Tuesday, July 30, 2019

Book review: Truly Madly Royally by Debbie Rigaud

Book Summary
Fiercely independent and smart, Zora Emerson wants to change the world. She's excited to be attending a prestigious summer program, even if she feels out of place among her privileged, mostly white classmates. So she's definitely not expecting to feel a connection to Owen, who's an actual prince of an island off the coast of England. But Owen is funny, charming...and undeniably cute. Zora can't ignore the chemistry between them. When Owen invites Zora to be his date at his big brother's big royal wedding, Zora is suddenly thrust into the spotlight, along with her family and friends. Everyone is talking about her, in real life and online, and while Owen is used to the scrutiny, Zora's not sure it's something she can live with. Can she maintain her sense of self while moving between two very different worlds? And can her feelings for Owen survive and thrive in the midst of the crazy? Find out in this charming romantic comedy that's like The Princess Diaries for a new generation. 

Flo's Review
Happy book birthday to Truly Madly Royally! I knew I wanted in on this book as soon as I heard about it. I was lucky enough to meet the author and snag an ARC at BookCon, and it's the first book I got from that event that I've read. 

"I love me some Owen!" I told the author on Instagram, and it's so true. He is formal, and it's totally adorable. He's also sincere. Best of all, the banter between him and Zora is so natural and easy. They really are great together. There was an incident that made Zora mad at him, and I totally agreed! It was such a dilemma because I'm like, "I totally understand why Zora is mad! She'd better not just forgive him because he's a prince!" At the same time I'm like, "But I want them together!" Lol. Apparently Zora was not the only one to have a full range of emotions over this man.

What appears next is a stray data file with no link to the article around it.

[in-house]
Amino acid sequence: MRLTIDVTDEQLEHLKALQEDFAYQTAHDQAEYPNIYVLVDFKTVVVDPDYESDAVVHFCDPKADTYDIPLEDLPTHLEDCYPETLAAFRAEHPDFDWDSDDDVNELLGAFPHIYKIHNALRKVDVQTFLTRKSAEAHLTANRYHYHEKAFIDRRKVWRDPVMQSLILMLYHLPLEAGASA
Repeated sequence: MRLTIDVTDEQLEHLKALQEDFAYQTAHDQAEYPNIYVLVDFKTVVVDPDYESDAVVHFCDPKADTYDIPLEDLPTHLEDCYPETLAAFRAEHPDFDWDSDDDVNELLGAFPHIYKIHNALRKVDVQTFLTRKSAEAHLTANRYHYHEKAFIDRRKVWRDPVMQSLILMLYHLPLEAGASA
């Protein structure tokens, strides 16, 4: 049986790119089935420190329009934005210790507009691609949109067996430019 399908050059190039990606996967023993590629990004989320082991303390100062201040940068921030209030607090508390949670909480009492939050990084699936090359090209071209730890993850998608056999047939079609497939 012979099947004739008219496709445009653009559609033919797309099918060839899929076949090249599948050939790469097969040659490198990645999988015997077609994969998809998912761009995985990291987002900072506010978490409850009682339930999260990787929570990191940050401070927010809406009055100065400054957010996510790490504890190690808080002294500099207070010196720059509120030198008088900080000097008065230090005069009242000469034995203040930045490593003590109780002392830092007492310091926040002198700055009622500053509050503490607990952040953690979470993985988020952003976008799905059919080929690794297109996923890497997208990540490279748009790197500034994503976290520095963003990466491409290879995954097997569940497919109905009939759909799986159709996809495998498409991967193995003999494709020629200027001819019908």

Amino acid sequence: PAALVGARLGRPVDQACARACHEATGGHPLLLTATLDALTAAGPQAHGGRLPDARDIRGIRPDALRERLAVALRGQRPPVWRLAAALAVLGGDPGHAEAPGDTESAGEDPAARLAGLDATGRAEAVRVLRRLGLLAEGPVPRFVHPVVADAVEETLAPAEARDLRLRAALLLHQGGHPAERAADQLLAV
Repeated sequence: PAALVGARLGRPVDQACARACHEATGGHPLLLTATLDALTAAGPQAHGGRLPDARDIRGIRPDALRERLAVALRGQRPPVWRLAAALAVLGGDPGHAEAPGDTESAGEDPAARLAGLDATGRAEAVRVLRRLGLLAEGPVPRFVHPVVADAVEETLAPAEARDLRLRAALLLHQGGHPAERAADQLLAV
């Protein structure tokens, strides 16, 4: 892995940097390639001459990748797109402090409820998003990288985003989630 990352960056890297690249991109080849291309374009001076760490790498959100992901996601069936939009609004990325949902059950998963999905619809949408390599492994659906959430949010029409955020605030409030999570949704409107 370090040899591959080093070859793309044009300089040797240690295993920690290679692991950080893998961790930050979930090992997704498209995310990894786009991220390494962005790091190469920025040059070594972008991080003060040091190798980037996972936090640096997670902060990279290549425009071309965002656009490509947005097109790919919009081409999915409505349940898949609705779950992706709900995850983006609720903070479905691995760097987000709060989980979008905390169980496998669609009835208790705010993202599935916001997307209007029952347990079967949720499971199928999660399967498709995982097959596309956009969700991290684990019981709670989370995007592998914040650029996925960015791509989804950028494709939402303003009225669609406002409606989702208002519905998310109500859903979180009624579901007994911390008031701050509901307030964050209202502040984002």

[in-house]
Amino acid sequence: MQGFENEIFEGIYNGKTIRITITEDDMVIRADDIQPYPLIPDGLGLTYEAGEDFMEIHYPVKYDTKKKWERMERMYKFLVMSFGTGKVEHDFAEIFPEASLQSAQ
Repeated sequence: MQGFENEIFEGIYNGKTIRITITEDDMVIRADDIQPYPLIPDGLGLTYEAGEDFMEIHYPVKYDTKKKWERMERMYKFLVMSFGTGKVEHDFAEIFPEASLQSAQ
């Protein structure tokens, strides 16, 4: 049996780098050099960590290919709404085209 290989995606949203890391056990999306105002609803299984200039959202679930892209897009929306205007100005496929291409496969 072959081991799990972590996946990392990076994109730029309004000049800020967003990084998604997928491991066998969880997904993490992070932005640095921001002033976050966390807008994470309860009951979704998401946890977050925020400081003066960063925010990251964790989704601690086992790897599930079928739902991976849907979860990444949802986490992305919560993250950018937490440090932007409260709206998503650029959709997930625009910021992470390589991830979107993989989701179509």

This kind of felt like multiple books to me? Let me try to explain. It's a good thing to have other characters with their own stories -- that is realistic, because supporting characters' whole existence isn't just conversing with protagonists. But it almost felt .... extraneous here? I'm not talking about the Walk Me Home storyline -- that's integral to Zora. But the details of her family members lives. I understand going into her parents' divorce, but, I don't know, I felt we didn't need her brother's and best friend's relationship. I think because usually when I see another relationship in a story like this, it's acting like a foil for the main relationship. But this one wasn't. It was just .... there? Okay. Good for Skye?

The second part of the book also felt like it could have been it's own story. Zora and her mom's time in Landerel felt a little rushed. Just a little. Actually, it read fine. It just could have been so much more. It would have been amazing to really dive deep and explore the country. Then the tension between Zora and Owen's mom could have been played out a little more, again with more time. That whole part of the story really felt to me like it should be expanded and turned into a separate story.

On the flip side, I enjoyed this story because it was an easy, quick read. I think that's part of the charm for a story like this. So if you're harboring fantasies of meeting and falling in love with a real life prince, this one's for you.

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